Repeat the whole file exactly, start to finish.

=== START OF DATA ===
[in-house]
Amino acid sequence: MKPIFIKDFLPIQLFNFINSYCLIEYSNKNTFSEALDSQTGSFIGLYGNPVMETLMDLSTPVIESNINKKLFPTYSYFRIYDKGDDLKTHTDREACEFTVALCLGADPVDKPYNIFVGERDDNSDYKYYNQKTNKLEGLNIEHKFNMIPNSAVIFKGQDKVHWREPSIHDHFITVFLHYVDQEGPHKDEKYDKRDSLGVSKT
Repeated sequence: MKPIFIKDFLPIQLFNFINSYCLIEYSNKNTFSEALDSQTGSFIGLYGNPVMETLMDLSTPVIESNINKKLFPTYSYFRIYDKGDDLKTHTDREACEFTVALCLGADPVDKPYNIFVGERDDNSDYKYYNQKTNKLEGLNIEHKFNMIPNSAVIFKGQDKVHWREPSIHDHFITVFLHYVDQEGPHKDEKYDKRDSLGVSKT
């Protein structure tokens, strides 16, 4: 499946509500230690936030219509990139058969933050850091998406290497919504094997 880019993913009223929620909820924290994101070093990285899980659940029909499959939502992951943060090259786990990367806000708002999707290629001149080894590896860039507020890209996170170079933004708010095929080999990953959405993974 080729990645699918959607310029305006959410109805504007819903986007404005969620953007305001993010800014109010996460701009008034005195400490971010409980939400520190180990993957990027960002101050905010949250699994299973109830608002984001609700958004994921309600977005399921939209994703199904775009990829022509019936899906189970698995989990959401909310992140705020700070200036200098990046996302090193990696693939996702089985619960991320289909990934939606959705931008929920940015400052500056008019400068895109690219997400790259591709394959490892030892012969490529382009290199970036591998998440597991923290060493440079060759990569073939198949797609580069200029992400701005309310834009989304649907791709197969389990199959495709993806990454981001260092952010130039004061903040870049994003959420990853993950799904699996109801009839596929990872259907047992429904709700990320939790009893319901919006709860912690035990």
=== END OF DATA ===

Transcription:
[in-house]
Amino acid sequence: MKPIFIKDFLPIQLFNFINSYCLIEYSNKNTFSEALDSQTGSFIGLYGNPVMETLMDLSTPVIESNINKKLFPTYSYFRIYDKGDDLKTHTDREACEFTVALCLGADPVDKPYNIFVGERDDNSDYKYYNQKTNKLEGLNIEHKFNMIPNSAVIFKGQDKVHWREPSIHDHFITVFLHYVDQEGPHKDEKYDKRDSLGVSKT
Repeated sequence: MKPIFIKDFLPIQLFNFINSYCLIEYSNKNTFSEALDSQTGSFIGLYGNPVMETLMDLSTPVIESNINKKLFPTYSYFRIYDKGDDLKTHTDREACEFTVALCLGADPVDKPYNIFVGERDDNSDYKYYNQKTNKLEGLNIEHKFNMIPNSAVIFKGQDKVHWREPSIHDHFITVFLHYVDQEGPHKDEKYDKRDSLGVSKT
């Protein structure tokens, strides 16, 4: 499946509500230690936030219509990139058969933050850091998406290497919504094997 880019993913009223929620909820924290994101070093990285899980659940029909499959939502992951943060090259786990990367806000708002999707290629001149080894590896860039507020890209996170170079933004708010095929080999990953959405993974 080729990645699918959607310029305006959410109805504007819903986007404005969620953007305001993010800014109010996460701009008034005195400490971010409980939400520190180990993957990027960002101050905010949250699994299973109830608002984001609700958004994921309600977005399921939209994703199904775009990829022509019936899906189970698995989990959401909310992140705020700070200036200098990046996302090193990696693939996702089985619960991320289909990934939606959705931008929920940015400052500056008019400068895109690219997400790259591709394959490892030892012969490529382009290199970036591998998440597991923290060493440079060759990569073939198949797609580069200029992400701005309310834009989304649907791709197969389990199959495709993806990454981001260092952010130039004061903040870049994003959420990853993950799904699996109801009839596929990872259907047992429904709700990320939790009893319901919006709860912690035990």